My Favorite Banned Books: A Light in the Attic

The first poem I ever memorized was “The Sitter”:

Mrs. McTwitter the baby-sitter,
I think she’s a little bit crazy.
She thinks the baby-sitter’s supposed
To sit upon the baby.

One of many unforgettable poems in Shel Silverstein’s A Light in the Attic.

This book won a whole slew of awards:

Notable Children’s Books of 1981 (ALA)
Best Books of 1981 (SLJ)
Children’s Books of 1981 (Library of Congress)
1981 Children’s Books (NY Public Library)
1981 USA Children’s Books of International Interest
Winner, 1983–84 William Allen White Award (Kansas)
Winner, 1983 Garden State Children’s Book Award (New Jersey Library Association)
1984 Garden State Children’s Book Award for Non-Fiction (New Jersey Library Association)
1984 George C. Stone Center for Children’s Books (Claremont, CA) “Recognition of Merit” Award

And yet, it’s on the ALA’s list of the 100 Most Frequently Challenged Books of 1990-1999.

When I discovered this, I had to go find out why. What I read showed me that, once again, my ultra-conservative parents were more liberal than I thought–I was allowed to read all of Silverstein’s work (with childish glee). And though my parents grouched a bit over the “How Not to Have to Dry the Dishes” poem, they never thought of telling me I couldn’t read the book. Apparently many parents have wanted the book banned because “It teaches children to manipulate their parents” and “promotes disrespect, horror, and violence.”

Yes folks, here is a sinister and powerful manifesto that will incite your precious babies to mutiny and anarchy and all sorts of other scary things that end in “y”:

If you have to dry the dishes
(Such an awful, boring chore)
If you have to dry the dishes
(‘Stead of going to the store)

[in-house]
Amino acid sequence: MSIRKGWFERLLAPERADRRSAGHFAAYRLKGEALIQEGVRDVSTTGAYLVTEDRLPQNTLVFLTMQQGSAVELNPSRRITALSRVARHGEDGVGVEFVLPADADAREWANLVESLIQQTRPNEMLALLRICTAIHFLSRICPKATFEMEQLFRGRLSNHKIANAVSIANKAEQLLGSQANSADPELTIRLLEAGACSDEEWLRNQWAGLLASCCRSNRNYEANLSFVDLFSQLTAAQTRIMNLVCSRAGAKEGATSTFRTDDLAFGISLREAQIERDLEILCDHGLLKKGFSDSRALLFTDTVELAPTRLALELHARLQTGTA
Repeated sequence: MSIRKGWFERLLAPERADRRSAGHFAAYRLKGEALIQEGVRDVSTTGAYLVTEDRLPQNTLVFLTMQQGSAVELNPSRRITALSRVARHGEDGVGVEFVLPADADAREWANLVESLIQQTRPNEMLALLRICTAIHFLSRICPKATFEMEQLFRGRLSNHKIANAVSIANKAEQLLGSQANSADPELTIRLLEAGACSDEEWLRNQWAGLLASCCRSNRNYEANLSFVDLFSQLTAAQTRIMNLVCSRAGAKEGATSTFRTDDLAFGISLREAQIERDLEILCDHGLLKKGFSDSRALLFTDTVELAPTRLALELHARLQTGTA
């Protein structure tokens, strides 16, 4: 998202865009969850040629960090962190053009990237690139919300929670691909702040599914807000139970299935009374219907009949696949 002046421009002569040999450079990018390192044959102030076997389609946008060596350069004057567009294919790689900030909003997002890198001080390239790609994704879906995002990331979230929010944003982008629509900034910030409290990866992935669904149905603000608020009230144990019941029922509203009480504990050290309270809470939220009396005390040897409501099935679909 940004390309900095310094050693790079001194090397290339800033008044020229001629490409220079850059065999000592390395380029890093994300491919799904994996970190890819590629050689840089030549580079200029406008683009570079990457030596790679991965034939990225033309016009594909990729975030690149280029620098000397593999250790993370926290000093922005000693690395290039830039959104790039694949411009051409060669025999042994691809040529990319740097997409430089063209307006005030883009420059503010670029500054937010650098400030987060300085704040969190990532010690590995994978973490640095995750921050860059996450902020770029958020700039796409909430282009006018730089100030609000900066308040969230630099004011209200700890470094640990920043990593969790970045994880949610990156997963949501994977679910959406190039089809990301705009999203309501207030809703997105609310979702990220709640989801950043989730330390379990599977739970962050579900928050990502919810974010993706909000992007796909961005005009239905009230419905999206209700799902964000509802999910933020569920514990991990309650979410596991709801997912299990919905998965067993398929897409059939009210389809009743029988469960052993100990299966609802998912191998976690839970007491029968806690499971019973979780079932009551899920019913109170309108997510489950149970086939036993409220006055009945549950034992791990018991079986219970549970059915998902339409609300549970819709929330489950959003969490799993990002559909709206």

If you have to dry the dishes
And you drop one on the floor–
Maybe they won’t let you
Dry the dishes anymore.

(Also, if you think your little one hasn’t thought of this all by herself without any help from Mr. Silverstein . . . well. I hear sand is really hard to get out of your ears.)

But all snark aside, I love this book. It still cracks me up–which could mean that I am really immature, but which I choose to think means it’s delicious whatever your age. I mean:

Captain Blackbeard Did What?


The sea is a-roarin’, the sea gulls they screech
The bosun he rants and he raves.
And the whole scurvy crew
Says, “It’s true, yes it’s true,
Ol’ Captain Blackbeard’s shaved.”
We had buried some treasure (and bodies as well)
And was just sailin’ back from the cave,
When he calls fer boiled water
And stomps down below
An’ gor’ but he comes up shaved.
There’s a chickenish stubble, and fishbelly skin
On that face, once so blazin’ and brave,
And his ol’ faithful parrot
Can hardly bear it
Since ol’ Captain Blackbeard shaved.
When he shouts, “Board and sink her!”
It sounds like a clinker
And gets lots of laughs from the slaves.
And his loud bawdy songs
Seem a little bit wrong
Since ol’ Captain Blackbeard shaved.
Now no one is fearing his look or his lash
Or his threats of a watery grave.
And things ain’t the same
In the piratin’ game,
Since ol’ Captain Blackbeard shaved.

I remember loving Silverstein’s books as a kid, because they acknowledged the things that scared me or worried me, but they also made me laugh–and yes, poked fun at the adults who got to tell me what to do, even when they were being ridiculous. I try to be honest with my kids about the fact that adults are just people who make mistakes all the time, and that’s okay. Sure, they have to do what I tell them to, but I don’t expect them to think I’m perfect. Way too much pressure! So I’m comfortable with them reading books that challenge authority and point to the absurdities that adults are capable of. I figure it encourages them to think for themselves. I am, clearly, a very dangerous individual, and should be stopped.

Further reading:

Bookslut’s post on A Light in the Attic

Excellent article on censorship and education at The World and I online

Solonor’s Banned Books Project A Light in the Attic page

Wikipedia’s A Light in the Attic entry

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